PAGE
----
A foreign diplomat in Harare said Zimbabweans themselves must decide which route best serves their interests, although prolonging the process could only make recovery that much harder.

“While Mbeki will need to be tough about what obstacles are placed in his way and keep his eye constantly on the watch, Zimbabweans must decide what they want,” said the diplomat, who did not want to be named.

Mbeki is expected to submit a preliminary report to the SADC on the progress he has made before the end of June. “He will have to report progress or failure. It depends on what Zimbabweans want. This is probably the best opportunity for the country to resolve its dire crisis,” said the diplomat.

But as well as the MDC, opposition-aligned pressure groups are also pressing for their voices to be heard – and their demands are for a different kind of process.

Lovemore Madhuku, chairman of the National Constitutional Assembly, a lobby group that has been calling for a new constitution for years, said recently that civil society groups must be involved in the dialogue. He said politicians were obsessed with political power and not with fundamental transformation, and could not be trusted to negotiate fairly.

His comments suggest that non-government groups which hitherto appeared to speak with one voice with the MDC are now pursuing a different agenda.

In other remarks - this time speaking on behalf of the Save Zimbabwe Campaign, SZC, a coalition of some 30 disparate groups ranging from students and labour groups to churches and political parties - Madhuku said the SZC grouping had drawn up a position paper which its members wanted Mbeki to consider before any serious dialogue went ahead.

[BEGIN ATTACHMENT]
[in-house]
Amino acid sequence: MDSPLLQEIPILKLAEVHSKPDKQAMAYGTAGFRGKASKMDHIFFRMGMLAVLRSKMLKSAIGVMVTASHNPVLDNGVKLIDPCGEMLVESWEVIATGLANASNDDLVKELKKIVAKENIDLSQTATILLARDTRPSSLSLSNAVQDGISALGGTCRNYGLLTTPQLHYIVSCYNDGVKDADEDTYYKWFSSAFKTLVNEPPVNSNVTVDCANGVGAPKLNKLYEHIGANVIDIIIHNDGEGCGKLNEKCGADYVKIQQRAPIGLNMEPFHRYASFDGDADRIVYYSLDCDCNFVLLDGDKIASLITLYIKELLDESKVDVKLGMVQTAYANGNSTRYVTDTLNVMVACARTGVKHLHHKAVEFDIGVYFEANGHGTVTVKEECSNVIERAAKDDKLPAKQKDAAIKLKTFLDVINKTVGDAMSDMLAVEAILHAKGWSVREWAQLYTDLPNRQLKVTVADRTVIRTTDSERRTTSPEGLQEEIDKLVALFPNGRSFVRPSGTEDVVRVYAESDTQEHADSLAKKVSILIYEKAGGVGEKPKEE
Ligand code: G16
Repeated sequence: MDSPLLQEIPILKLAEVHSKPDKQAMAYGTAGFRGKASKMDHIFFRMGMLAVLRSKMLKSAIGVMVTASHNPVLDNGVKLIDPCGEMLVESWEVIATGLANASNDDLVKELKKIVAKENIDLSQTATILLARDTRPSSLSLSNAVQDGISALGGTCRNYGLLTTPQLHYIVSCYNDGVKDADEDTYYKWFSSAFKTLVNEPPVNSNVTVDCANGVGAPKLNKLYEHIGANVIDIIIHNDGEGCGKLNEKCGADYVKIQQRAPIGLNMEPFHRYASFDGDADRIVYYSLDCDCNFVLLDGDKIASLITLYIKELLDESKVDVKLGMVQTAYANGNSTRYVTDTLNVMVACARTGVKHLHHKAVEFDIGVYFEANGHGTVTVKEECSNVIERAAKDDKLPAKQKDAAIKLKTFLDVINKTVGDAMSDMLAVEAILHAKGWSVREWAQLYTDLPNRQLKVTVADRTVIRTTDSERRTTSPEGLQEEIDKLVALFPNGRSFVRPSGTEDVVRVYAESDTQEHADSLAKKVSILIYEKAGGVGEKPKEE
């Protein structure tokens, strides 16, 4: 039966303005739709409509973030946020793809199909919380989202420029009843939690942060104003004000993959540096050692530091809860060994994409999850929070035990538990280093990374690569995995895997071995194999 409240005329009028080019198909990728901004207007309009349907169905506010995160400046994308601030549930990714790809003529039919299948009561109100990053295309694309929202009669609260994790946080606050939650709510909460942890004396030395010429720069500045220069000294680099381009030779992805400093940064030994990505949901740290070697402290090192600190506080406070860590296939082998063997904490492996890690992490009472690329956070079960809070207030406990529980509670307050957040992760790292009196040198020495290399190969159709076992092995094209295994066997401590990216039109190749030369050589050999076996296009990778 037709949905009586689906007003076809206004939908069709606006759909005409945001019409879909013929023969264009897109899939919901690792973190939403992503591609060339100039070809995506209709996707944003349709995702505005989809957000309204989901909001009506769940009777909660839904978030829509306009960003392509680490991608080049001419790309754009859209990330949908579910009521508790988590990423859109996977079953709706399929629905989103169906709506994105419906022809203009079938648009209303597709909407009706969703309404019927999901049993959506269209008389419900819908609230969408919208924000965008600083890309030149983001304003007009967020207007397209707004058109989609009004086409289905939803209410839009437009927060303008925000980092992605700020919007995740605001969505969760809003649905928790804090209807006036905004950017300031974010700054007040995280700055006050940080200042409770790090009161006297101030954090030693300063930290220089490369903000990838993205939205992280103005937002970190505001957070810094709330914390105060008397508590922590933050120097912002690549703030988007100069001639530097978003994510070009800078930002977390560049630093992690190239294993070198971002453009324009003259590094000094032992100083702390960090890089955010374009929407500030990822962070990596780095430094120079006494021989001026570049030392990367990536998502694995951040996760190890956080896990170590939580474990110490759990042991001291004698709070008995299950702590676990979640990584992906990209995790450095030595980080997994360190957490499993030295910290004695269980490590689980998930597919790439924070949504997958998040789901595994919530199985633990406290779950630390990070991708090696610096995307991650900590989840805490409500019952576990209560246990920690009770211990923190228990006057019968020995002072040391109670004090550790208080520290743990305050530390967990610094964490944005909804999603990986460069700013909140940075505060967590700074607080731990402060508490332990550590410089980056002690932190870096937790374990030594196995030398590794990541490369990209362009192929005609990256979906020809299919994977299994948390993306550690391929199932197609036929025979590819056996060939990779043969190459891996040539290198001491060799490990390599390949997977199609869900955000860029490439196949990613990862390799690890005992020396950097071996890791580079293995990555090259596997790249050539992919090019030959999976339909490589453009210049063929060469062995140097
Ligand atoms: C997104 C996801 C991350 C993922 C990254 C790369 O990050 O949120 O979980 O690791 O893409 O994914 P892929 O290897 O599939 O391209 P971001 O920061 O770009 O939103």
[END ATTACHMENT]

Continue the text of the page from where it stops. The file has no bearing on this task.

Another umbrella group, the National Association of Non-Governmental Organisations, also said it was consulting stakeholders so that it could come up with its own position paper to submit to Mbeki. It said there were many important issues to be discussed - such as corruption, HIV/AIDS and unemployment – that had a directly impact on the lives of ordinary voters, but did not affect politicians.

There is a risk that too many competing agendas could be to the Mugabe administration’s advantage.

“Let’s hope all the people now wanting to get involved in the dialogue know what they are doing,” commented a journalist working for an independent newspaper. “Only recently, people were complaining that Mugabe was afraid to face the electorate. But their demands might just work in ZANU-PF’s favour if they agree to postpone the election. Whether Mugabe is sincere or not about negotiations, he would welcome [a delay] so long as he is not personally accused of stalling the process,” he said.

Mugabe has said he is not interested in a new constitution, since he blames the opposition for the public’s rejection of a revised document that he put to voters in a February 2000 referendum.

The journalist said an all-inclusive process like the Convention for a Democratic South Africa, Codesa, which led to the first post-apartheid elections in South Africa in 1994, could not be achieved in the period remaining until March 2008. But he warned that taking too many shortcuts would only store up bigger problems for the future.

Norman Chitapi is the pseudonym of a journalist in Zimbabwe.